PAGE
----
Tricks of the Trade

A Design Wunderkind on Decorating with Art

January 22, 2020

Artwork is often the last element to be purchased for a home—and the hardest to get right. So we turned to Adam Charlap Hyman, co-founder of design firm Charlap Hyman & Herrero (and one of the brilliant collaborators at Schumacher and Patterson Flynn Martin), for advice.

“Whether the client has tons of art or just one special thing they love, our job is always to tie the thread between everything: the furniture, the art, the person and their personality,” he says. Here are his top tips for nailing it—and the rooms he mines for inspiration.

Get Inspired

Many of the references that we use as jumping-off points with our clients are so often famous artists’ houses or interesting collectors’ homes.

One of the most dramatic art-focused interiors I’ve ever seen is Cy Twombly’s Rome apartment. The casual nature in which he places amazing art left a huge impression on us and has come through in some of the spaces we’ve designed. There’s something almost slightly careless about it—it’s at once very humble but daring.

Cy Twombly’s Rome apartment, featured in a Vogue 1966 story by Valentine Lawford. See the story at vogue.com Horst P. Horst

Pauline de Rothschild is another one who hung art in the most amazing way. There was really no one else who understood how to leave an empty wall. She also had some incredible scale relationships in her interiors. There’s a room in her London apartment that has this enormous painting of the Roman god Diana and it takes up the entire height of the room. I always wondered how they got it into the space, it’s like a ship in a bottle!

Pauline de Rothschild’s bedroom in her London apartment, featured in May 1977 in a story by Elizabeth Lambert. See the story at architecturaldigest.comDerry Moore

I find Marella Agnelli’s houses wonderful inspiration for how to put big things in little spaces and little things in big spaces. She was so good at having a mix from different periods and price points. And yet, somehow everything had such a crystal clear voice of its own…the harmony was perfect.

A bedroom in Villar Perosa, Marella Agnelli’s home in Turin, Italy.

Even if it’s something that’s valuable, I want you to really get it and feel like you can access it, as opposed to seeing it as a check on the wall. We aren’t trying to create status interiors—I really want you to be able to appreciate every piece in the room.

Dominique de Menil’s home in Houston is a great example. There is great art hanging in a domestic space but it’s the surprising, engaging and compelling arrangements that catch you off guard. Even in her museum, the de Menil Collection, the pieces are hung in very special, meaningful ways. She’s just a master at enabling meaningful relationships with art and its space without making the grand works feel intimidating and off-putting.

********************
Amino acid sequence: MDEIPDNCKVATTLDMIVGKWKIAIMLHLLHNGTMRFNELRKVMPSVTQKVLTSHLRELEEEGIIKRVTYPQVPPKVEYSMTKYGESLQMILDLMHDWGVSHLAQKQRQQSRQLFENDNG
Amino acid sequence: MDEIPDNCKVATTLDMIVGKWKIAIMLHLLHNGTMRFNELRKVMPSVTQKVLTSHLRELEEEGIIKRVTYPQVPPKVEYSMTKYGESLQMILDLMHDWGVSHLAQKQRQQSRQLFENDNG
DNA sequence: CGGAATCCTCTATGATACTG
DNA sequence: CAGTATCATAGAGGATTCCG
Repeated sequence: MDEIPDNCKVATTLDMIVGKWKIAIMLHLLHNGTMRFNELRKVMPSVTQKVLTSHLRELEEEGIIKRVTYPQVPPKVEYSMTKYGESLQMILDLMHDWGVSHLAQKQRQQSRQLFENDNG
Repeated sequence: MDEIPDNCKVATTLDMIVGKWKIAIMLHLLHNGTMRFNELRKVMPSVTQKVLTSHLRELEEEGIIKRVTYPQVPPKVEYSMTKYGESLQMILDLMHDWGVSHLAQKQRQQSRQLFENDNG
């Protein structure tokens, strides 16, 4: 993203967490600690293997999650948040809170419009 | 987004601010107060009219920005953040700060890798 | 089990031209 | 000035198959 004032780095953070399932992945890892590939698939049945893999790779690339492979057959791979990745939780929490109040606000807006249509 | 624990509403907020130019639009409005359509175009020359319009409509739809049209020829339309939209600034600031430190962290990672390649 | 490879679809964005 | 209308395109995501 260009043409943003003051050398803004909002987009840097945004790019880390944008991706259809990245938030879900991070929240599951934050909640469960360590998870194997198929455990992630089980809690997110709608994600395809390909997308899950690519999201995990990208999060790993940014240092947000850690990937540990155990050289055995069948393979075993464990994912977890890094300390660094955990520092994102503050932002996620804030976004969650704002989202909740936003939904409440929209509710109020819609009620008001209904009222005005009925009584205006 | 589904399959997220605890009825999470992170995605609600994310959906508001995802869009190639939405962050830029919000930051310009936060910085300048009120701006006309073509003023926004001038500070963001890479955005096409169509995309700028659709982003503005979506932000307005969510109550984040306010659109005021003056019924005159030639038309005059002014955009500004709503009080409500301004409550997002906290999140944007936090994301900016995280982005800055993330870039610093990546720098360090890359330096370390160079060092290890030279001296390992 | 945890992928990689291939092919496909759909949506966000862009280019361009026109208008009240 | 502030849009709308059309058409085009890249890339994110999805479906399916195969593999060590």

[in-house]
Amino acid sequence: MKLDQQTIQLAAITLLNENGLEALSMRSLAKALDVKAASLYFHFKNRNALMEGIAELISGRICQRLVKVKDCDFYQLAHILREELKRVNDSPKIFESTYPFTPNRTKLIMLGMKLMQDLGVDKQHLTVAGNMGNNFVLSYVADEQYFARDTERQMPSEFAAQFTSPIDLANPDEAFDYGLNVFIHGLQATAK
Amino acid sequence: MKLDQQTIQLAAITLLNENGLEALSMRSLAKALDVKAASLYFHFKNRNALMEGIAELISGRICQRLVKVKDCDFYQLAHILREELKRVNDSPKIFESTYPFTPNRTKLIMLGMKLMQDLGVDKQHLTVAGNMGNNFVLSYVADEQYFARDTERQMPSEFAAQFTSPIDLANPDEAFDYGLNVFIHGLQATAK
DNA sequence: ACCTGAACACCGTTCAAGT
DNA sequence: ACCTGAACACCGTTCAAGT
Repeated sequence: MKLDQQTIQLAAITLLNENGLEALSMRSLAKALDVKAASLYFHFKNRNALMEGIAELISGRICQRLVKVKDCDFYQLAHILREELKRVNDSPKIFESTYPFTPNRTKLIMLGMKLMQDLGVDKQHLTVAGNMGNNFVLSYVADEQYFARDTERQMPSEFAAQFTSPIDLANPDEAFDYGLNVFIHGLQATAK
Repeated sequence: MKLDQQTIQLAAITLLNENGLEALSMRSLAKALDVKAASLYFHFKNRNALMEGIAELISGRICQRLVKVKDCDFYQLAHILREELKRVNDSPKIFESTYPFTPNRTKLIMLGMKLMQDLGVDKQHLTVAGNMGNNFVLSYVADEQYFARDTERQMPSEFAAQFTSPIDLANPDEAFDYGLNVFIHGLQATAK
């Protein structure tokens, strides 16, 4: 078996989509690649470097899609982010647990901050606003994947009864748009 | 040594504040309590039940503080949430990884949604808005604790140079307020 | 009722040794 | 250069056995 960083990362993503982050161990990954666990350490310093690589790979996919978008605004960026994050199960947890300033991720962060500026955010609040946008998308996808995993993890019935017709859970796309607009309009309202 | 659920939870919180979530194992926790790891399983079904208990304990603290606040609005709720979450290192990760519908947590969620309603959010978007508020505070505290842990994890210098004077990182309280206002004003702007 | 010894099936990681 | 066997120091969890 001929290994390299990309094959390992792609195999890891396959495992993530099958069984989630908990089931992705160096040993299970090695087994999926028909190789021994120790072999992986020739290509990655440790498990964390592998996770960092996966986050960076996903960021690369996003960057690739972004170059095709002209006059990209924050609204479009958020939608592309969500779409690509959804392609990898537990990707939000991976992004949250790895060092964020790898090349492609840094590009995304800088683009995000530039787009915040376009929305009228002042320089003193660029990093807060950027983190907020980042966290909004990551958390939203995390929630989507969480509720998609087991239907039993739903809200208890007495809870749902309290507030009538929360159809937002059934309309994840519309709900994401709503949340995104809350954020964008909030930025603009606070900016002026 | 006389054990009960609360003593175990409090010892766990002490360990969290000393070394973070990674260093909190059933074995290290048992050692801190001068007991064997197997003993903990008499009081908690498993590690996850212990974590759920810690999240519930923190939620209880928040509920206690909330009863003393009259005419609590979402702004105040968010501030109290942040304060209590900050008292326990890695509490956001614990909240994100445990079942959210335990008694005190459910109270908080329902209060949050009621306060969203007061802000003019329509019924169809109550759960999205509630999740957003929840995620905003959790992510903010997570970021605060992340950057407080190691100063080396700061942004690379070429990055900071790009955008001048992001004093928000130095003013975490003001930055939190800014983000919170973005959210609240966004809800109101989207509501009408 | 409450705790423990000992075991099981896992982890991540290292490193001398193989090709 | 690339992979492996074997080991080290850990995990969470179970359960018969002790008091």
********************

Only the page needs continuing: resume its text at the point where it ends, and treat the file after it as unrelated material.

The living room of Dominique de Menil’s Houston home, featured in W in November 2014 in a story by William Middleton. See the story at wmagazine.com Tim Walker

Plan to Scale

Whenever we make a rendering or maquette of every room, we’re considering scale, proportion, color, and a lot of very aesthetic and geometric concerns. With proportion, for example: If it’s an empty wall, will it be better served by a painting that’s big versus something smaller? A lot of these decisions happen during the rendering process so I have an idea of what piece would work or what artist would look amazing. That allows the conversation to open up and then it becomes all about the shopping.

A subtle grid of sketches adds a geometric feel to a New York apartment designed by Charlap Hyman & Herrero.Courtesy of Charlap Hyman & Herrero

Source Meaningful Objects

I really look for things that feel like they are part of history, part of a canon. I basically have my own art history textbook in my head. The canon obviously has its really obscure moments and its big stars; but there’s a lineage, and I look for things that both speak back to earlier things while simultaneously pushing the boundaries forward.

The kitchen of Charlap Hyman & Herrero’s Dumbo offices.

But Don't Start With the Art

We always have to have the furniture first, we have to know what’s going in a room before anything gets hung—that’s usually one of the last things.

The New York dining room of interior designer Rafael de Cardenas, featured in WSJ Magazine in April 2018 in a story by Sarah Medford. See the story at wsj.comStephen Kent Johnson

Involve Clients in the Hunt

It’s the best part! Our clients love going to galleries and having those relationships with the artists and understanding what everything costs. Weirdly, it can take 80 gazillion years to go back and forth on whether they want to spend $700 on a sofa, but then they’ll say ‘Oh I just bought this $2 million painting the other day!’ And there’s a reason: Art clients are pretty smart people, and you can’t resell a sofa. There’s something liquid about art that makes the conversation less stressful because in the end, if they’re smart about it, the piece will be a great investment. And what are you going to do with a $30,000 sofa?